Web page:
‘I USE DRAFT ANIMAL POWER AND I LOVE IT’
Ox fan Kevin Cunningham, a farmer from Humboldt County in California, reveals how he uses three teams on his holding for myriad tasks ranging from ploughing and logging to gardening
I first got oxen almost nine years ago just after buying the property that has become Shakefork Community Farm. I was trained as a tractor farmer, but I never liked them. I loved turning the soil and cultivating crops, but I didn’t like the diesel, hydraulic fluid and grease, so when my wife, Melanie, and I arrived at the farm I researched draft horses and dreamed. One day in town I came across Drew Conroy’s book Oxen: A Teamsters Guide, one of the few books about the use and training of oxen available.
There is a strong and ongoing ox culture in the Northeast United States and Drew grew up raising and showing oxen. I realised that starting with oxen was going to be cheaper and easier than starting with draft horses.
In the end we traded four frozen broiler chickens from a broiler business we ran for four young bull calves. The idea was that I was going to raise the calves on our goats’ milk and work with them on halters. I quickly fell in love with them. They wouldn’t earn the title of oxen for another four years until they were full grown, but my working steers Tex and Joe learned quickly and so did I.
After a few months it was time to try them in a yoke, so I found a square piece of lumber and used my chainsaw to carve out a small training yoke. This is one of the things I like most about oxen. I can make almost all of the equipment I need. By the time I put the yoke on they were used to the basic commands and were walking well in halters.
After Tex and Joe were used to the yoke, it was time to start pulling something light. There is a hitch point in the middle of the yoke to which you can attach a chain for pulling. Getting the team used to the chain’s sound took a while, but soon it didn’t bother them and I started to hook them to a small sled. This was it: I was using draft animal power and I loved it. The thrill of using animals to pull loads is what keeps me going with oxen. It is the same general theory as driving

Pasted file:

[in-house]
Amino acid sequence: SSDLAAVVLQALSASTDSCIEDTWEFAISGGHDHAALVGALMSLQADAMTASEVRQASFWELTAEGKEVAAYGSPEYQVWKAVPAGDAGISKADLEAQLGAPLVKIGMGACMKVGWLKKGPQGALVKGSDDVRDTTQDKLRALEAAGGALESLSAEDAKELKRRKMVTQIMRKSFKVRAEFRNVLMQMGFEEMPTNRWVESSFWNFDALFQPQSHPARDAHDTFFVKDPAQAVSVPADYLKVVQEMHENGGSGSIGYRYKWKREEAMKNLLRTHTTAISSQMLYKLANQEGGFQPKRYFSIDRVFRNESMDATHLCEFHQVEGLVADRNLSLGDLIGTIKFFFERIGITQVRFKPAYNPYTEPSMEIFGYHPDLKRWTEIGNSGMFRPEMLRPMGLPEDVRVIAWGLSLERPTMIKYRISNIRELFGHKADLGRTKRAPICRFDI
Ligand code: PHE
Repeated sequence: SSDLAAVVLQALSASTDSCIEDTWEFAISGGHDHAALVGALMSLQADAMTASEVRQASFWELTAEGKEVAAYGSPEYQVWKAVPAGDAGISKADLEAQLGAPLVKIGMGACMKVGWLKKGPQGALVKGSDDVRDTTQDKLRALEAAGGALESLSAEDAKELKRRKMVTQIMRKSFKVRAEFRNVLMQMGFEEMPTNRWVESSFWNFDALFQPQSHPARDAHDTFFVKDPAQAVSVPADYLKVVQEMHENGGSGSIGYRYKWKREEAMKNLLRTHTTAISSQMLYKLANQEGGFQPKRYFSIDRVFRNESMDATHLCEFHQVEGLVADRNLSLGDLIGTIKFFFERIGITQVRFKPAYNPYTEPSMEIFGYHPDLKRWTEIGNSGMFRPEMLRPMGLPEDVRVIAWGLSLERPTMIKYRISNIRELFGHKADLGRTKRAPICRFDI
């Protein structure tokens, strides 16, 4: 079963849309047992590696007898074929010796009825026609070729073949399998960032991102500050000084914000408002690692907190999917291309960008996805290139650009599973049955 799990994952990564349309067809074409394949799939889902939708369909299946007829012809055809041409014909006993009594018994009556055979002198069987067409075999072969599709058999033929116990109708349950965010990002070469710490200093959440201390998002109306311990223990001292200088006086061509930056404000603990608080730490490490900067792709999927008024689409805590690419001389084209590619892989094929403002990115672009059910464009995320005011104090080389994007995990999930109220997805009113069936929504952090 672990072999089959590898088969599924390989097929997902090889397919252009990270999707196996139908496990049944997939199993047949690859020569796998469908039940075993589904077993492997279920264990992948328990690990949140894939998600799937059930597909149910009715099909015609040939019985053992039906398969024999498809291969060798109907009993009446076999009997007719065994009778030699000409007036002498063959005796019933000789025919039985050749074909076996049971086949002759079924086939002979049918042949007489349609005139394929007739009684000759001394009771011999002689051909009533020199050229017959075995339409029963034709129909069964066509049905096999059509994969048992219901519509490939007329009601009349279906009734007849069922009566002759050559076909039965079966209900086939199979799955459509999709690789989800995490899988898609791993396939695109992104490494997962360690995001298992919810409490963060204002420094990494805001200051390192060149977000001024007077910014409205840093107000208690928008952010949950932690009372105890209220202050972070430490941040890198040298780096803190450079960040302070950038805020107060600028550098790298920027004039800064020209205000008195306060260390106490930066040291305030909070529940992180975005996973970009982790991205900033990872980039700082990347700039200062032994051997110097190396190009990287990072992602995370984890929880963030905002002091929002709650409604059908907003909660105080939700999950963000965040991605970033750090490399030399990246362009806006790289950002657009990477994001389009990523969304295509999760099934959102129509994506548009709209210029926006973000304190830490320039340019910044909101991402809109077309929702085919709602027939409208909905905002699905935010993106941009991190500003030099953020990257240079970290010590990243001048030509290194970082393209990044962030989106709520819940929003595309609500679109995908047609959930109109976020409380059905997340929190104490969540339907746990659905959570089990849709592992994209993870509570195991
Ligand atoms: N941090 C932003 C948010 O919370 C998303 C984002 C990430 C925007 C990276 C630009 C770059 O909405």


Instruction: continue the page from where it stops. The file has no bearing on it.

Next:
a tractor, but much more connected, rhythmic and quiet. That first winter Tex and Joe hauled our Christmas tree.
Most of my experience with oxen has been trial and error. They are patient teachers, being calmer and more forgiving than horses. I made many mistakes with that first team and I have corrected aspects of my training since, but despite having no experience I was able to raise and train a handy pair of steers. This is the beauty of starting with calves. As they will not be full sized until four years old, you have time to learn on the job. Today we live in an age of information technology and there is a wealth of expertise available online. The Draft Animal Power Network (DAPnet) is a resource of experienced and beginner teamsters and drovers sharing ideas and problems.
Oxen are a great choice for a beginner. In the US there is a strong culture of kids raising oxen, mostly based on the East Coast where the oxen culture is still strong. They raise and show working steers and oxen at fairs during the summer. This stems from the older agricultural roots of farm kids having the time and energy to train and work calves for the farm.